Los Angeles' Staples Center had an unusual situation over the weekend: Both of L.A.'s basketball teams made the playoffs, as did their hockey team, requiring six playoff games in four days, all on the same floor. Staffers transformed the Center from Kings-branded ice hockey rink to Lakers-branded basketball court to Clippers-branded basketball court and back again over the course of four days:
That process is not unique; virtually every city with a stadium and teams from different leagues performs this routine, with transformation times (depending on crew size and efficiency) ranging from a blistering 90 minutes to a full day. The question is, how do they go from ice to parquet and back again? This video of the Verizon Center in Washington, DC being transformed provides a better view:
As you can see, it is the ice that stays on the bottom. Underneath that is a concrete floor embedded with temperature control mechanisms—the ice is not melted off, it remains frozen for the duration. When it comes time to switch to basketball, workers lay interlocking mats made from rubber or a fiberglass-foam composite over the ice. (Photos below from Boston's TD Garden.)
On top of that they lay deck boards topped with basketball-ready parquet.
"The [basketball] court is a large puzzle—made up of 285 wooden pieces, each weighing 186 pounds, totaling 26.5 tons," says a Denver newspaper article describing their arena's process, which is similar if not identical across the country. "It must be placed to perfection, in a stair step pattern, with all the lines in place. Each of the pieces takes four people to lock in, and then the crew uses a sledgehammer to tighten it."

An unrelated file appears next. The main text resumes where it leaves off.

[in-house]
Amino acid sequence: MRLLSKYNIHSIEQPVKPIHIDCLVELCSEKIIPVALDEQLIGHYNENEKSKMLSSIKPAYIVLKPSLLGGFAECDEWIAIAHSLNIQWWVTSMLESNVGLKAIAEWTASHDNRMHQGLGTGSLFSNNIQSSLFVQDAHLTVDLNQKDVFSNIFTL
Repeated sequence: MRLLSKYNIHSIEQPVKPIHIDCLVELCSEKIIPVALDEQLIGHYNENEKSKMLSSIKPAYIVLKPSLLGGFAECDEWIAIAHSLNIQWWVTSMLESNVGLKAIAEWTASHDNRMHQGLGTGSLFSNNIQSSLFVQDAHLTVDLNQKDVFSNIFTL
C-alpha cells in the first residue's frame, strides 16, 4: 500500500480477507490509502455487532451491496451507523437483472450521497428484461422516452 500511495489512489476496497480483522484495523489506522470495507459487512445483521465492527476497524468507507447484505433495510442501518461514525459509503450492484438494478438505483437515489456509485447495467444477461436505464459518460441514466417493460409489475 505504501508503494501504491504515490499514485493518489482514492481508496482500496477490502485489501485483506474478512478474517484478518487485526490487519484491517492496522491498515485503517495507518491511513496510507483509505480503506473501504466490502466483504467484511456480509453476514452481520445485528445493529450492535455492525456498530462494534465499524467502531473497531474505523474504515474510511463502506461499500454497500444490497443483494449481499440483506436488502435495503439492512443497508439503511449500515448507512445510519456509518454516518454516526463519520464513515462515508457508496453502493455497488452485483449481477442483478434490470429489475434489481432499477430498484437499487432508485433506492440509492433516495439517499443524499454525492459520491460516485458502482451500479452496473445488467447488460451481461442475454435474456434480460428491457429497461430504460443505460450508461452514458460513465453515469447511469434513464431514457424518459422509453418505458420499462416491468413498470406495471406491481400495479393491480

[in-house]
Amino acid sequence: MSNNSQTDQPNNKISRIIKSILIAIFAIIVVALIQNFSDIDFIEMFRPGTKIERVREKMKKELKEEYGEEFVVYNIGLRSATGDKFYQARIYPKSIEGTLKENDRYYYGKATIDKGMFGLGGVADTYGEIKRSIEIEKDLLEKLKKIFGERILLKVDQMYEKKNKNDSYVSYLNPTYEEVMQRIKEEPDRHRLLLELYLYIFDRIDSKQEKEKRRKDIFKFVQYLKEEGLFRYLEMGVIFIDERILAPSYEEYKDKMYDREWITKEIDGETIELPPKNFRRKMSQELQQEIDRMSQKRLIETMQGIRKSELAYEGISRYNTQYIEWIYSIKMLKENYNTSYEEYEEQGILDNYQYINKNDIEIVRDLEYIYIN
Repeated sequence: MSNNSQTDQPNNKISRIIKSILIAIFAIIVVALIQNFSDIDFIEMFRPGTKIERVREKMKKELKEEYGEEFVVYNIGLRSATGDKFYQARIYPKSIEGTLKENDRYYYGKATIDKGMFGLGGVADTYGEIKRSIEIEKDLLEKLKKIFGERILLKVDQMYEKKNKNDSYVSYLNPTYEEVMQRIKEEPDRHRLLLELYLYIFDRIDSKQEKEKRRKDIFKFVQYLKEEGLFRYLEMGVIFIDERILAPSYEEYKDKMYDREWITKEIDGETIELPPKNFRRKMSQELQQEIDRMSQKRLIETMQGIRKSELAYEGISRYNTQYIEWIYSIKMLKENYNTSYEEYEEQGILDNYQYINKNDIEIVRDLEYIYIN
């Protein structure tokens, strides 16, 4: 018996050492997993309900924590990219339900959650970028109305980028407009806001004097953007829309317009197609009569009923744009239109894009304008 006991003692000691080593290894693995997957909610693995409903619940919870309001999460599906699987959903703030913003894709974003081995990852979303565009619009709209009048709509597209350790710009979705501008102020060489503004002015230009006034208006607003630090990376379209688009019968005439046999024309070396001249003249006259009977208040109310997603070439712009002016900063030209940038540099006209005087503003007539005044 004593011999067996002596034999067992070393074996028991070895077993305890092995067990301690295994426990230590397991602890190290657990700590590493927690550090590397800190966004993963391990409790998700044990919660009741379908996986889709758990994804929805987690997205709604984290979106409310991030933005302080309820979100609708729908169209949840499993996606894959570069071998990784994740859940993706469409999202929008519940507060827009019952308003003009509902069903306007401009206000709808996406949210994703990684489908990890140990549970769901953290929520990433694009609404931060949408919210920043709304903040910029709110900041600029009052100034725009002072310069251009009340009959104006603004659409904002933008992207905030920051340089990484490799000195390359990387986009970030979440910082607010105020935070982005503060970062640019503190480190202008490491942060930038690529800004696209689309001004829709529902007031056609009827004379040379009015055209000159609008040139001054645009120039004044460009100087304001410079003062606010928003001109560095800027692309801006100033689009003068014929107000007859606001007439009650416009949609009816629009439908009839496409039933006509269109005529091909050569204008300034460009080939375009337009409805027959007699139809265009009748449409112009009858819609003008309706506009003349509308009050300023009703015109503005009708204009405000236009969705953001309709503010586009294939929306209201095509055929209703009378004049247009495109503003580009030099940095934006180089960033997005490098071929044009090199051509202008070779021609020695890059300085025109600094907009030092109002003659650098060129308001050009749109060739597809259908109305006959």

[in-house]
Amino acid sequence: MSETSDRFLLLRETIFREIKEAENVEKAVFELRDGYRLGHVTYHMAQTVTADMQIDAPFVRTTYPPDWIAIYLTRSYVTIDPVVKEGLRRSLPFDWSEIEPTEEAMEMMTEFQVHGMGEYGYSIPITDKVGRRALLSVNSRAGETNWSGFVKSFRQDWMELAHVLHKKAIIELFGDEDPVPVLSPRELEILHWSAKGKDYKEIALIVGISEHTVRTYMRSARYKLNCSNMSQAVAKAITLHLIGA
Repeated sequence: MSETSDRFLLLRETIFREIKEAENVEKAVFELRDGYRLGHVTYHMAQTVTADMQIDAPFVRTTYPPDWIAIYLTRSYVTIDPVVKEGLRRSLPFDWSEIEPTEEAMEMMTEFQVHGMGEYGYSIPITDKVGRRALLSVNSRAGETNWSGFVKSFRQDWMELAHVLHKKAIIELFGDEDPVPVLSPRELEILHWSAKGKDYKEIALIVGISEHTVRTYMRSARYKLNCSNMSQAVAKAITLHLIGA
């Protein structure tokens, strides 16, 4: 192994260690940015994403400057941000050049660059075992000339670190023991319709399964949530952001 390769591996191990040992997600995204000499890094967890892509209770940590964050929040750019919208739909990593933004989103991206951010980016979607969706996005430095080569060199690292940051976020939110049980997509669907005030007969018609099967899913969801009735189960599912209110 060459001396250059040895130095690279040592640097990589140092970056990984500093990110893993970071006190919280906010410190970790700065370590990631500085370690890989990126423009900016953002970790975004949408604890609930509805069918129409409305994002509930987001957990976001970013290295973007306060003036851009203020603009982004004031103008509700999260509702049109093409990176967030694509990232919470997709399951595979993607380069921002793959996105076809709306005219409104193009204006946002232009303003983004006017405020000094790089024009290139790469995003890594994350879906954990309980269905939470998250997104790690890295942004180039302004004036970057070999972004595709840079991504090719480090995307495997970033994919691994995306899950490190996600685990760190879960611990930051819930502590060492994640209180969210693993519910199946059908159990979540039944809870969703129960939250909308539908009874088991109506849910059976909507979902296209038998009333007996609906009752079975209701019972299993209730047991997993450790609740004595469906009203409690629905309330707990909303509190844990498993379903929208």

Prior to the invention of this system, of course, basketball players were simply forced to play on hockey rinks. This resulted in many career-ending injuries per game, cases of frostbite, and atrocious final scores like 0-2.
As impressive a feat of engineering the rink-to-court transformation is, it is dwarfed by the scale of systems like the one in place at the University of Phoenix Stadium, which features an entire football field that slides in and out of the stadium on an enormous tray. The grass needs sunlight to grow, and it was actually cheaper to engineer a massive moving platform rather than constantly open and close the stadium's motorized roof.
Before our overseas readers point to this stadium as a sign of American excess, we should point out that this moving field system was actually pioneered in Europe and Asia.
Lastly we'll point out: In the video it appears the field moves by means of a motorized track, but Core77 has learned the stadium is actually powered by University of Phoenix freshmen, who populate individual compartments beneath the field and crawl forward in unison.